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Administrative Issues Journal

Abstract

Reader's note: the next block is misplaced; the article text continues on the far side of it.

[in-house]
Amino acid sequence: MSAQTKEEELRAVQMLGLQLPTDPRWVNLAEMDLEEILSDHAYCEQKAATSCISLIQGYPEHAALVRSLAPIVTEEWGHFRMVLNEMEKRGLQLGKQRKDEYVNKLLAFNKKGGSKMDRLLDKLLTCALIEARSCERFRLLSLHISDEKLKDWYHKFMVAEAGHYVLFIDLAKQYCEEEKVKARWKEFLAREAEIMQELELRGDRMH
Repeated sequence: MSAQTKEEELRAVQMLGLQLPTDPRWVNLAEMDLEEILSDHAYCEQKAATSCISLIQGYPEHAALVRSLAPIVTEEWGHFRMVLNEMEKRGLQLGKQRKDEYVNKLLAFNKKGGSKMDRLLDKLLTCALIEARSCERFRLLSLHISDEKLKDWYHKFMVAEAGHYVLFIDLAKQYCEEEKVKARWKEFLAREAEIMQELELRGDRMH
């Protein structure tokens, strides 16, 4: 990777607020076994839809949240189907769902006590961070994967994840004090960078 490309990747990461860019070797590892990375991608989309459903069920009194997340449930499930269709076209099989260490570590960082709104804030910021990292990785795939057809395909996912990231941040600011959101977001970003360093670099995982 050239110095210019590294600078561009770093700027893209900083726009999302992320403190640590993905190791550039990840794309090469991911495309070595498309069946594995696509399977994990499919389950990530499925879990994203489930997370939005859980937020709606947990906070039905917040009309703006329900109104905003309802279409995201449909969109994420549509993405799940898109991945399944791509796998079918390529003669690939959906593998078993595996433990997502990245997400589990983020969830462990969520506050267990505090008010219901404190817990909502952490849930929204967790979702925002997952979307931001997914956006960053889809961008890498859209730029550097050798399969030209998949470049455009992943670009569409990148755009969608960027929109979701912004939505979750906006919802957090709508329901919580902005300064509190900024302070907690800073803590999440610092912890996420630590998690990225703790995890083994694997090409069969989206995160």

This manuscript reviews issues that differentiate traditional academic cheating from course misconduct that is motivated by a desire to defraud financial aid services in the U.S. Past research on college student cheating has assumed that cheaters are driven by an incentive to obtain undeserved grades in college in order to ultimately obtain a degree. However, researchers on academic dishonesty, professors, and college administrators might not realize that online class members can include virtual "straw" students who are puppets of a financial aid fraud ring leader. Cheating behaviors of straw students differ from cheating behaviors of actual, legitimate students. This has implications for those who attempt academic dishonesty research in online environments, and it has implications for course-level professors and university administrators who are in a "should have known" position with regard to discovery of a financial aid fraud ring.

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